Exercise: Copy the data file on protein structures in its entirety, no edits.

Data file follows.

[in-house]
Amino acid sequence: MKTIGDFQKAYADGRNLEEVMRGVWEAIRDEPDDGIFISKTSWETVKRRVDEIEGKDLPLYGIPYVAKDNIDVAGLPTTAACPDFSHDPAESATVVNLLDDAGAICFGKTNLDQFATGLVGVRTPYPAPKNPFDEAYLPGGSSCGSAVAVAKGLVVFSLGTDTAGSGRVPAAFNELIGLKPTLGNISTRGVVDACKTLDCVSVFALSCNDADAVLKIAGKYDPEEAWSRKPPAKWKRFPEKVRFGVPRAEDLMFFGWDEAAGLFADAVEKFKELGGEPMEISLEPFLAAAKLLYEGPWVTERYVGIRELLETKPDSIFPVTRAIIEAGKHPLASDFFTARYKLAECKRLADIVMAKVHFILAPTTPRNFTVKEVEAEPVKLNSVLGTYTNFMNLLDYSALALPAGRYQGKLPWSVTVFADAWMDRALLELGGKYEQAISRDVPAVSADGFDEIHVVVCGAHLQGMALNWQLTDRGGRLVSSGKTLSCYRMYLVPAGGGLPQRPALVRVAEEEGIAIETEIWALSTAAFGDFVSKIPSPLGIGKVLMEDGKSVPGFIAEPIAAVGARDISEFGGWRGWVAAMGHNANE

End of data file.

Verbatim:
[in-house]
Amino acid sequence: MKTIGDFQKAYADGRNLEEVMRGVWEAIRDEPDDGIFISKTSWETVKRRVDEIEGKDLPLYGIPYVAKDNIDVAGLPTTAACPDFSHDPAESATVVNLLDDAGAICFGKTNLDQFATGLVGVRTPYPAPKNPFDEAYLPGGSSCGSAVAVAKGLVVFSLGTDTAGSGRVPAAFNELIGLKPTLGNISTRGVVDACKTLDCVSVFALSCNDADAVLKIAGKYDPEEAWSRKPPAKWKRFPEKVRFGVPRAEDLMFFGWDEAAGLFADAVEKFKELGGEPMEISLEPFLAAAKLLYEGPWVTERYVGIRELLETKPDSIFPVTRAIIEAGKHPLASDFFTARYKLAECKRLADIVMAKVHFILAPTTPRNFTVKEVEAEPVKLNSVLGTYTNFMNLLDYSALALPAGRYQGKLPWSVTVFADAWMDRALLELGGKYEQAISRDVPAVSADGFDEIHVVVCGAHLQGMALNWQLTDRGGRLVSSGKTLSCYRMYLVPAGGGLPQRPALVRVAEEEGIAIETEIWALSTAAFGDFVSKIPSPLGIGKVLMEDGKSVPGFIAEPIAAVGARDISEFGGWRGWVAAMGHNANE